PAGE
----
In response to our recent post on baby toys, videos, and equipment that can interfere with relationships between parents and babies, one of our readers asked, “How do you stop people gifting you things you may not want or agree with?” This is a tough question. No one wants to disappoint loved ones who have been kind enough to bring your baby gifts. Yet, the gifts may be inappropriate for your baby's age, too loud, too big, or potentially harmful. How then, can we possibly look into friends’ or relatives’ excited eyes and tell them that we don’t want their gifts? While there's no way to make such a conversation easy, here are a few tips that might help you feel a little more comfortable.
Choose your battles. Sometimes, it is better to politely accept gifts you don't really want. If you don’t know the giver well, or you know that anything you say will be taken as an insult, it is best to quietly accept the gift. If the gift is large or expensive or given by someone you'll see often or know well, you might want to say something. You are the best judge to decide if a discussion about a gift will lead only to frustration and hurt feelings. If that is the case, it may be better to smile, say thank you, and move on.
Don’t expect people to read your mind. I know it would be much easier (sometimes) if our friends and family could read our minds. If they knew that we didn’t want certain gifts, we wouldn’t have to get into uncomfortable conversations about them. Unfortunately, unless your friends are powerful psychics, you cannot expect them to know what you want unless you tell them. You might be able to avoid receiving unwanted gifts by talking (or blogging) about what you think about the latest baby fads before the gifts start arriving. Many of your friends and relatives may be relieved that you don’t want expensive (and unecessary) things. If they ask what you really want, don't be shy; tell them.
Keep their good intentions in your mind. If you think carefully about why your friends and relatives chose their gifts for your baby, rather than the gifts themselves, you might find it easier to find the words you need to say. Your close friends and family may think that fancy gifts are necessary to express how much they love you and your baby. Acknowledge how much you appreciate their thoughtfulness then tell them about your concerns. Don't give them a lecture, talk with them. Keep your mind open to what they have to say. Make sure that they understand that your concerns about their baby gift have nothing to do with how much they are loved and valued.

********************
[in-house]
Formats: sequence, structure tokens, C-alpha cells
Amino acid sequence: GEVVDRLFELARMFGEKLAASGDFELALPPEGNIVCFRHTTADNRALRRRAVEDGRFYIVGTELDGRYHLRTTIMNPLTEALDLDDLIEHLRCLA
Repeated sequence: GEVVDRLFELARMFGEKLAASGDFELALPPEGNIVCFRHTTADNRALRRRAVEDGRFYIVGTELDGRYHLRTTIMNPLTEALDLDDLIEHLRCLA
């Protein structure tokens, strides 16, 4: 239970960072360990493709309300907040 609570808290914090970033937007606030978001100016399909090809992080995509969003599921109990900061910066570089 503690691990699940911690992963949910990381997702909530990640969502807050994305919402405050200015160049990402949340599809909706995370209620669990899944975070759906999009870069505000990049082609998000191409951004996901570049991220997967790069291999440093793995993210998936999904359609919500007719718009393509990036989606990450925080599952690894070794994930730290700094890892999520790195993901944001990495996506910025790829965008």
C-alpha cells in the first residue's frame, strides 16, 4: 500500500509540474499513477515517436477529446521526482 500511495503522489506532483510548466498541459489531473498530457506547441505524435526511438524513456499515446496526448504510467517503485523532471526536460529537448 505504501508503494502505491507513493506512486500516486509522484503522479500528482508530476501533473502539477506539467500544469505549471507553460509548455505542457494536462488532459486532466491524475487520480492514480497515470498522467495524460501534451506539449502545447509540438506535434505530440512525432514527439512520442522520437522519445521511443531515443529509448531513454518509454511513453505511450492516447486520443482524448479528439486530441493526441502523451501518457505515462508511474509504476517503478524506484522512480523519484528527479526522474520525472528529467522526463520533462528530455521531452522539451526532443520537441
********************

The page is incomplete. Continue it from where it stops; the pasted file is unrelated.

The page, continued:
If you decide to talk about the baby gift, don’t be vague. If you’ve made the decision that it is worth talking to your friend or relative about a gift, it is better to speak frankly and clearly. If you are vague, it is likely that all your effort will be for nothing. You might even find yourself having the same discussion over and over again.
Try the “sandwich” technique. If you have to say something to someone that may be uncomfortable for your both, you might want to “sandwich” the negative message between two positive messages. For example, “Aunt Hortense, thank you so much for thinking of us and bringing this [amazing baby gizmo], I know you went to a lot of trouble to get it but I have some concerns. We've heard that [these gizmos] may not be good for babies because….... Have you heard about that? I know we're so close that I can talk to you honestly about anything and I wanted you to know what I've learned.” With luck, this may start a conversation about your concerns while sending a clear message about how much you value the relationship.
We hope these tips are useful to you. We know how hard it can be to talk to those we love about difficult topics. Even in the best circumstances, you should be prepared for an unhappy initial response. If things don't go well at first, give the gift givers time to think things over. Maintain your loving respectful attitude and you’ll find that with time, most of them will come to understand your thinking.
Next time: Dealing with overenthusiastic friends and relatives who may scare your baby.
Starting a new family can be a wonderful yet stressful experience. Newborns, and even older babies, can seem mysterious and taking care of them may be a little scary. Fortunately, babies are born with the skills and desire to tell parents what they need. In this blog, experienced moms (who happen to be experts) will help parents understand why babies behave the way they do and share tips to help parents cope with the ups and downs of this new and exciting time of life.
Monday, January 18, 2010
Saying No to Unwanted Baby Gifts
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Great Post.....I found your site on stumbleupon and read a few of your other posts. Keep up the good work. I just added your RSS feed to my Google News Reader. Looking forward to reading more from you down the road!ReplyDelete
nice article on baby gifts. I received one of these for baby and I loved it.i really like itReplyDelete
This article provides great- information about babyReplyDelete
gifts.Babies are God's gift for any parents
and their importance in their life is very much and specially Saying No to Unwanted Baby Gifts is a nice article i like it
It nice to give a baby gift that he/she could use in a long term like towels, baby bottles, or simply baby clothes.ReplyDelete